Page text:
3. Data Used in the Analysis
Before 26th July 2005 floods, there were only two rain gauge stations in Mumbai. The observed daily rainfall data for a period of 108 years (1901 to 2008) from Colaba rain gauge station, and 58 years (1951 to 2008) from the Santacruz rain gauge station were used  in deriving the IDF curves using the equation given by Kothyari
Figure 1. Location map of Mumbai city (source:http://www.mcgm.gov.in/irj/portal/anonymous?NavigationTarget=navurl://ce7407c74001ac932426502e58da0827)
and Garde  as well as from the modified equation. The hourly rainfall data from 1969 to 2008 for both rain gauge stations  was used for deriving the IDF curves by the annual maxima method. The rainfall data has been collected from the Indian Meteorological Department (IMD) Pune as well as from the Municipal Corporation of Greater Mumbai (MCGM).
The statistical analysis of daily as well as hourly rainfall data was carried out using Gumbel distribution  . The hourly rainfall at the Colaba rain gauge varies from 28.3 mm/hr to 113 mm/hr, whereas at the Santacruz, it varies from 27 mm/hr to 190 mm/hr  . Basic statistical results of an hourly rainfall data series were carried out  . On 26th July 2005, IMD at Santacruz rain gauge station recorded 944 mm of total rainfall in 24 hours time (Figure 2).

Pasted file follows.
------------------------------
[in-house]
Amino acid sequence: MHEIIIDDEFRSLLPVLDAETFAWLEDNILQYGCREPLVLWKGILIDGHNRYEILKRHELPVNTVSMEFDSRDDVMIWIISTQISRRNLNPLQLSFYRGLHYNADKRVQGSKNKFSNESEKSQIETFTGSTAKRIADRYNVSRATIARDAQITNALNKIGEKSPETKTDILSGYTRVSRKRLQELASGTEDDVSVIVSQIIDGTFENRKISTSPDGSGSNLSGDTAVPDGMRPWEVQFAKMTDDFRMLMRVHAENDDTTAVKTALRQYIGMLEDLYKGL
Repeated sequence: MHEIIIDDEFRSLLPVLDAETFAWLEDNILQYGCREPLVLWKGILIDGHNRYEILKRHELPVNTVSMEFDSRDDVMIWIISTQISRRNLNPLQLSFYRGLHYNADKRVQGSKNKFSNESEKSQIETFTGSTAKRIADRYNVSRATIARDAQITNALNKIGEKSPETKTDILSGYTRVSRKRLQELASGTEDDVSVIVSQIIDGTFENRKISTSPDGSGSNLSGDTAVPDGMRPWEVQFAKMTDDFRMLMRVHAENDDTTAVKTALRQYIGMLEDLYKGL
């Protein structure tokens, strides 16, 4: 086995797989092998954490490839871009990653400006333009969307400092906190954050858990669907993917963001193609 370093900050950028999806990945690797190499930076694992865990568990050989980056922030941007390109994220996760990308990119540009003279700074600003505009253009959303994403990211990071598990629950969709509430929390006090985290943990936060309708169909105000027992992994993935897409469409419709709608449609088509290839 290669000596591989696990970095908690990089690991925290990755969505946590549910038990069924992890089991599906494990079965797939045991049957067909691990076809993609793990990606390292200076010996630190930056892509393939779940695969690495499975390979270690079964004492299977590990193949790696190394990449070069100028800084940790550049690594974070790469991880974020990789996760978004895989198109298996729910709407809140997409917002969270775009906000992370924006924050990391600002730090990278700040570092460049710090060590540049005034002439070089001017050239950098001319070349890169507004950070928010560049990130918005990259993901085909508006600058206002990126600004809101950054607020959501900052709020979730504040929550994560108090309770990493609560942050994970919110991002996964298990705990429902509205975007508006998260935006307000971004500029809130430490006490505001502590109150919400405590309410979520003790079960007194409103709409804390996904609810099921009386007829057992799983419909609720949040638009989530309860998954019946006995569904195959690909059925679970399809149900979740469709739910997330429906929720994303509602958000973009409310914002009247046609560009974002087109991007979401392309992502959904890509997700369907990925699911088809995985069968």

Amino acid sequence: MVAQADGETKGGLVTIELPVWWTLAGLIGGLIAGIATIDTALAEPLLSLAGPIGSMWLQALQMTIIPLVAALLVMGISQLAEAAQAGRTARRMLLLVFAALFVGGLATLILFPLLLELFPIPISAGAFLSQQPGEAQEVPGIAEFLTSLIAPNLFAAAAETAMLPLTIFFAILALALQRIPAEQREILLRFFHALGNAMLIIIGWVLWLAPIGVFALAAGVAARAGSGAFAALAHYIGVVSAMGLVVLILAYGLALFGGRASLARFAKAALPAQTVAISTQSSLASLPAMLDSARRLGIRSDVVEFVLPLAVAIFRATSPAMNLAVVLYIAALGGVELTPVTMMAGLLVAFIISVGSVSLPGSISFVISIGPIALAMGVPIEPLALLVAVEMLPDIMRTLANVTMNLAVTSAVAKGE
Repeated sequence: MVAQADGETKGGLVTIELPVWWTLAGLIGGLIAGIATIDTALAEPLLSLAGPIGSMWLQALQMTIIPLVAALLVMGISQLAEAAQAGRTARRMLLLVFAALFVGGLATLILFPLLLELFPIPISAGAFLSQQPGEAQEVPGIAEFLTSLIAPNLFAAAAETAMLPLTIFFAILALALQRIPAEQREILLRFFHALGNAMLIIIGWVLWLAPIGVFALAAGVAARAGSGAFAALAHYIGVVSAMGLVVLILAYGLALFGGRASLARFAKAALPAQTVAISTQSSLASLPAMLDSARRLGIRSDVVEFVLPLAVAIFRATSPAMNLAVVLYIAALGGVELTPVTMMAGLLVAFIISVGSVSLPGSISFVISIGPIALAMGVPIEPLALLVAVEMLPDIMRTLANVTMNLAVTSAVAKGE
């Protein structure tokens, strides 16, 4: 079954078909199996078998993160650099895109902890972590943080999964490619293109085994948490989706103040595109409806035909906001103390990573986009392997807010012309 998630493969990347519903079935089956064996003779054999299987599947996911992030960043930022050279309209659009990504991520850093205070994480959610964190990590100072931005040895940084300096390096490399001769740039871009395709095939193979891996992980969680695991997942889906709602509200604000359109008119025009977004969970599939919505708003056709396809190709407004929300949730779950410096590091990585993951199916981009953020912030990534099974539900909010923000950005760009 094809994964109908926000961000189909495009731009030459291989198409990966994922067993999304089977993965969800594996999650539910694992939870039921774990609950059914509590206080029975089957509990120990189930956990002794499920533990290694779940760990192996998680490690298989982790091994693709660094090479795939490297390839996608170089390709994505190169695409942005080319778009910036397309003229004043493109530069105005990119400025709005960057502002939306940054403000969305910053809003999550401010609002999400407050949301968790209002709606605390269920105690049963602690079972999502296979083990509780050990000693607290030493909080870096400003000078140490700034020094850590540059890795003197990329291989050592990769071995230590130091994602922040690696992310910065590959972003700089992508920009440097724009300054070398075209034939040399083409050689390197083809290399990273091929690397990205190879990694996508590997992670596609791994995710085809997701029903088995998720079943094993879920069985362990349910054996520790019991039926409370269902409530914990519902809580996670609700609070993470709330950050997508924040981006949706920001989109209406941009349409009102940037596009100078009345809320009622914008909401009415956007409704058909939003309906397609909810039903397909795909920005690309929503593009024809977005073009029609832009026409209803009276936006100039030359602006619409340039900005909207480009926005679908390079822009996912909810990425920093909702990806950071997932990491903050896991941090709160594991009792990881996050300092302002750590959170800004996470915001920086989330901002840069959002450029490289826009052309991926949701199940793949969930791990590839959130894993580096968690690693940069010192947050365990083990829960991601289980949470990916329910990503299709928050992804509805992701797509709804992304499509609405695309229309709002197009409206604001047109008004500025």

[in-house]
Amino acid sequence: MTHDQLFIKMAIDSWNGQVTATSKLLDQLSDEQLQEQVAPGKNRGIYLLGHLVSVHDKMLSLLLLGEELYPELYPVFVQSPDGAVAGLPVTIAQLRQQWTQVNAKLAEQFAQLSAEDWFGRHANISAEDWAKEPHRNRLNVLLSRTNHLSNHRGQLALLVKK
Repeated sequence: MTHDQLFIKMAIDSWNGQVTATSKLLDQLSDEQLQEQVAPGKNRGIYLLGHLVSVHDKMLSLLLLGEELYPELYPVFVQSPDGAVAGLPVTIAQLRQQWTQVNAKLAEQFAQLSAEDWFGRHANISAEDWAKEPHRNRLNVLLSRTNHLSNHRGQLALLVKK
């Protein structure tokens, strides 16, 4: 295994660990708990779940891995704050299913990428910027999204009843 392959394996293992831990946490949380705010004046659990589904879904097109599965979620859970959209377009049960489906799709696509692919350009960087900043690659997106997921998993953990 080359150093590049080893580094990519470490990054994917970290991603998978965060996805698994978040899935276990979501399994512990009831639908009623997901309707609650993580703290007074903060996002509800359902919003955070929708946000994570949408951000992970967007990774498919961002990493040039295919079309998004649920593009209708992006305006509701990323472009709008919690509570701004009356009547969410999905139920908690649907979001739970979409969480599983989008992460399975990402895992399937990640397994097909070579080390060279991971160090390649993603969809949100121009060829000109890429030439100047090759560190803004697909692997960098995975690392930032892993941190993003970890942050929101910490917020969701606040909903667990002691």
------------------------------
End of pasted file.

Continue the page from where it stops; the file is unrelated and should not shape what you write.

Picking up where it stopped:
The maximum intensity of rainfall recorded was 190.3 mm/hr during 14.30 to 15.30. The Colaba rain gauge station which is within 23 km apart recorded only 74 mm of total rainfall on the same day   . To ascertain the effects of these changing rainfall pattern, IDF curves for a Santacruz rain gauge station has been developed by including as well as excluding the rainfall on 26th July 2005.
In this study, annual maximum daily method  is used in the IDF development. The step by step procedure used is given below.
・ Find out year wise annual maximum daily rainfall series.
・ Rank (m) the rainfall totals.
・ Find out return periods (T).
Figure 2. Rainfall at the Santacruz rain gauge station on 26-27th July 2005 (FFC, 2006).
where N is the number of years data.
・ Plot the graph of rainfall depth v/s return period on semi log paper.
・ Find out the equation of regression line to find out precipitation depth.
where, P = maximum daily precipitation.
Find out rainfall intensity for different return periods and different durations by using formulas as described below.
4.1. IDF Curves by Kothyari and Garde’s Method